FOX Soccer Exclusive
Underdogs seek to spoil party
The decision by Mexico and the United States to leave their best players at home for the Gold Cup leaves the door open for an unexpected contender to supplant the CONCACAF heavyweights at the top of the region. It is not an opportunity those aspiring nations can afford to squander.
Interlopers generally possess a poor record in this competition. The twin powers have contested each of the past three finals and have won 10 of the available 11 titles since the tournament's inception. Canada prevented a clean sweep when it cobbled together a magical run to claim the title in 2000. All of the other familiar Hexagonal contenders – Costa Rica, Honduras and Panama – have mustered three combined appearances in the final.
All four of those countries and the remaining six entrants in this edition of the continental championship will hope to break the duopoly. They must overcome their previous failures in this competition and rely on a mix of fresh faces and regulars to fuel their push for glory in Chicago at the end of July.
Costa Rica probably enters the tournament in the strongest position of the chasing pack. Jorge Luis Pinto named a strong squad with many of his usual starters, though European-based stars Joel Campbell and Bryan Ruiz will miss out. Pinto has molded a diligent, effective unit during the first six matches of the Hexagonal. If his players can provide the always lethal Álvaro Saborío with the necessary service in Ruiz's stead, then this savvy group can mount a genuine push for its first title.
Costa Rica coach Jorge Luis Pinto hopes to spring a surprise at the Gold Cup (Photo: Hector Retamal/AFP/Getty Images).
Honduras boasts perhaps the easiest of the three group assignments, but it must cope without most of its familiar faces after coach Luis Fernando Suárez named an experimental side for the tournament. The onus now shifts onto the chosen regulars – Marvin Chávez, Osman Chávez, Jorge Claros and Mario Martínez – to carry this squad deep into the knockout round. Suarez will pay especially close attention to the performances of Roger Rojas and Jerry Palacios up front with Jerry Bengtson currently estranged from the national team.
Julio Dely Valdes faces no such concerns in his camp at the moment, but the Panama coach must also chart a course through the group stage without captain Felipe Baloy and a handful of other familiar faces. Baloy's absence – though he is available for selection as one of the four roster changes at Dely Valdes' disposal prior to the knockout round – places additional pressure on the generally organized defensive shape. Blas Pérez's presence up front at least provides an outlet for the World Cup hopefuls to play directly if they are unable to transition quickly through midfield.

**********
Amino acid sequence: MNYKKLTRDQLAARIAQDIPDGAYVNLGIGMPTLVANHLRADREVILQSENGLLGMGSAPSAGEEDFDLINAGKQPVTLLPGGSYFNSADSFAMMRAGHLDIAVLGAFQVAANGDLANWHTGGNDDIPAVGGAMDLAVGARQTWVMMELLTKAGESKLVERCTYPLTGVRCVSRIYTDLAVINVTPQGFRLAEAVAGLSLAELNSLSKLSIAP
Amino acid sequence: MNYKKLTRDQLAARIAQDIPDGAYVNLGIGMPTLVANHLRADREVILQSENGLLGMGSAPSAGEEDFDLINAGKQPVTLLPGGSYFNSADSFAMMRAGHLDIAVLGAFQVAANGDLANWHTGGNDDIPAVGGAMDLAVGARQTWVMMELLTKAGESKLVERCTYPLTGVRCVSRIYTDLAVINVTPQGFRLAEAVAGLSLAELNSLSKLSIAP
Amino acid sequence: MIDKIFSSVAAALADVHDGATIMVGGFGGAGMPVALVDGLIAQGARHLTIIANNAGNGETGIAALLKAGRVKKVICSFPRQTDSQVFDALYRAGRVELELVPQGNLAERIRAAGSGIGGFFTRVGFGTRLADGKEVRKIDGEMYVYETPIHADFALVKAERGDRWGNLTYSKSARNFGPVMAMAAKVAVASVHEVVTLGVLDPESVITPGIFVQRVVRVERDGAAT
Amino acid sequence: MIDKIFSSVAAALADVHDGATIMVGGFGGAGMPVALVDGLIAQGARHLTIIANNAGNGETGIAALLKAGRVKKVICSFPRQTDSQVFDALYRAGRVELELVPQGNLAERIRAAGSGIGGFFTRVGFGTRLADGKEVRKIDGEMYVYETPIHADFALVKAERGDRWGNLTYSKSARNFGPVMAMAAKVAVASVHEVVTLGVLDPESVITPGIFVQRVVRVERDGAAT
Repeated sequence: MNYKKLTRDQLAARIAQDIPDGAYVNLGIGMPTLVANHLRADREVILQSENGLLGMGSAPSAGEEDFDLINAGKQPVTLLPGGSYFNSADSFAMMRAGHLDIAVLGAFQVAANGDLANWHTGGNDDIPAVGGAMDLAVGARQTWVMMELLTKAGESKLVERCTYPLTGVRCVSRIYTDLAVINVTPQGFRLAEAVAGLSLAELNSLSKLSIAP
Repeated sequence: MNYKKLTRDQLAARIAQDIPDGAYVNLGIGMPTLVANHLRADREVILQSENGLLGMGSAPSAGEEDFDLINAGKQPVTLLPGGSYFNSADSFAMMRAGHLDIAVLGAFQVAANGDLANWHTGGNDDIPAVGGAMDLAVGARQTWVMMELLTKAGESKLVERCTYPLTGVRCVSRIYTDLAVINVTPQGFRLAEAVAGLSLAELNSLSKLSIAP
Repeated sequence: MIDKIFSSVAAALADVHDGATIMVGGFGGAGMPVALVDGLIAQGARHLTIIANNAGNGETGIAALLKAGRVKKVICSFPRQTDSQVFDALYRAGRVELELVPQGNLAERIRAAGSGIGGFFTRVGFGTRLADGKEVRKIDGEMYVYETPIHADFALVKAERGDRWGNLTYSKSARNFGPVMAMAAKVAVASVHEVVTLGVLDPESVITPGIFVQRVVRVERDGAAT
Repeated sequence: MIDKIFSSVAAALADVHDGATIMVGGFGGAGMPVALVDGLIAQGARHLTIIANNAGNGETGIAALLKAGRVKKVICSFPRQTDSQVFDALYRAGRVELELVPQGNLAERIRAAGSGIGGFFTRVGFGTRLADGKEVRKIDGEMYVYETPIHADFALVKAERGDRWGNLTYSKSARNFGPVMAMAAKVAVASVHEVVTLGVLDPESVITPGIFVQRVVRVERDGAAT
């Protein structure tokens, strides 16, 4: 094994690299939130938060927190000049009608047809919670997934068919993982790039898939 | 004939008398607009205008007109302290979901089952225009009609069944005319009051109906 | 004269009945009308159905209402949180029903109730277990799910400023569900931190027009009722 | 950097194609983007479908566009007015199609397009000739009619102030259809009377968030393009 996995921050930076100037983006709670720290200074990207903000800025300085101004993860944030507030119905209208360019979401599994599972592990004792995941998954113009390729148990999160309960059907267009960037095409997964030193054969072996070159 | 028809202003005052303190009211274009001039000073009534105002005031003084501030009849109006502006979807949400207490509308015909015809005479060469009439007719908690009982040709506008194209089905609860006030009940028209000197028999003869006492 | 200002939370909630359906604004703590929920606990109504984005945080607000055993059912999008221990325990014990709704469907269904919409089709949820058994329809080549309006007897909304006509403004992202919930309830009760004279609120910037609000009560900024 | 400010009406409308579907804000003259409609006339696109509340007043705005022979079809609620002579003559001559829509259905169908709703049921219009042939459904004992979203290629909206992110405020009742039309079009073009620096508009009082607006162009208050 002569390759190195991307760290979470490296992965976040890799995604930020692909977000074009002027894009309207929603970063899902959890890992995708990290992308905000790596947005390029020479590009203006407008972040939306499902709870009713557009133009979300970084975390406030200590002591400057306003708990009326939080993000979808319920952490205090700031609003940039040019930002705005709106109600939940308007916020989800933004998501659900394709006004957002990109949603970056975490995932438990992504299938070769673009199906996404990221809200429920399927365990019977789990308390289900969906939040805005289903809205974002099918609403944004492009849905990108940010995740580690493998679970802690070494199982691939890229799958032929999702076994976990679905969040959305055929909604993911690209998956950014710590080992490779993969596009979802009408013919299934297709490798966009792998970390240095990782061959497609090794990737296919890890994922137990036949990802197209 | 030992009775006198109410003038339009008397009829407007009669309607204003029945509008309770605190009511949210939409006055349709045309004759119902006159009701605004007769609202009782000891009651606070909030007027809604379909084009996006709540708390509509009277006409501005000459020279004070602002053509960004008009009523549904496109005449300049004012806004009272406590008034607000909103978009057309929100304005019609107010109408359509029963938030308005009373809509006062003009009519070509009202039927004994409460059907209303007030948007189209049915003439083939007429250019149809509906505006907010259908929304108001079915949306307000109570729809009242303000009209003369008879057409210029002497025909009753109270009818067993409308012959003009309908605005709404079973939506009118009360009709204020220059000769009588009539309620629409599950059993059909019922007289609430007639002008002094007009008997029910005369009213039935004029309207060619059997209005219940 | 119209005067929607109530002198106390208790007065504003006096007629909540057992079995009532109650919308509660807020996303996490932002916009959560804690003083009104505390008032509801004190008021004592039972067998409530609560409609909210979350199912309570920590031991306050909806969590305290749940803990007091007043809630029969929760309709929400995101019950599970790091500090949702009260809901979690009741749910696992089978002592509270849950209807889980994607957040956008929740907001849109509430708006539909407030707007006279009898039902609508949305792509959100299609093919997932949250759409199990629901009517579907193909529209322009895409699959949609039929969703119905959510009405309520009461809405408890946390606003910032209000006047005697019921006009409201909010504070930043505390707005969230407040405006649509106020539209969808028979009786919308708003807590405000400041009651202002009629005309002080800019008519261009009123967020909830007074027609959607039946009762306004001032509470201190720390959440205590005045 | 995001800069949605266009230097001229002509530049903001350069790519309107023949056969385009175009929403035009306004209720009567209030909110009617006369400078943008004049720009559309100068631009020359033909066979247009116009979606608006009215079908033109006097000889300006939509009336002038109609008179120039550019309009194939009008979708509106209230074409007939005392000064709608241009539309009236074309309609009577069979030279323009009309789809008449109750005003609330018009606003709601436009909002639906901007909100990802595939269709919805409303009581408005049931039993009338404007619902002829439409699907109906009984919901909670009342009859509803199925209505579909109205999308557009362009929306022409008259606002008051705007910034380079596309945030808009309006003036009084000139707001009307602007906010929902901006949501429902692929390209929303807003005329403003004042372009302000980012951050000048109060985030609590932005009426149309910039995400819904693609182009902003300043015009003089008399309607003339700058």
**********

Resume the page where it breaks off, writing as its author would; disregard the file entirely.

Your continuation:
Canada grapples with wider concerns as interim coach Colin Miller guides his inexperienced squad into these proceedings. Miller omitted veteran figures Dwayne De Rosario, Atiba Hutchinson (overlooked due to his contractual status) and Patrice Bernier from his 23-man roster to focus on developing younger players for the next World Cup cycle. Recently appointed captain Will Johnson will scurry about to fill the gaps as much as he can, but the in-form Portland midfielder can only do so much to cover for the potential issues for a side trying to build for the future.
The six remaining sides – and perhaps even the Canadians – must apply themselves earnestly to secure one of the available quarterfinal berths. Former West Ham striker Frédéric Piquionne will lead Martinique's efforts to emerge from a difficult Group A slate against Canada, Mexico and Panama. El Salvador (led by promising Rosenborg midfielder Jaime Alas), Haiti (reinforced by Sporting Kansas City duo Mechack Jerome and Peterson Joseph) and Trinidad and Tobago (under the auspices of former Canada coach Stephen Hart) will jostle with Honduras for the two guaranteed tickets out of Group B. Belize (in its first trip into this competition with top scorer Deon McCaulay serving as the touchstone) and Cuba (once again entirely reliant on domestic-based players) will try to squeeze out one of the two available third-place berths by procuring results against Costa Rica and the United States in Group C.
For each of these nations, the first hurdle involves finding a way out of the group stage. Only then can the focus turn toward marching into the latter stages of the tournament. Past precedent suggests the journey might end a bit sooner than desired, but the prospect of embarking upon it once more – and this time against weakened American and Mexican sides – provides hope that this summer could end differently.
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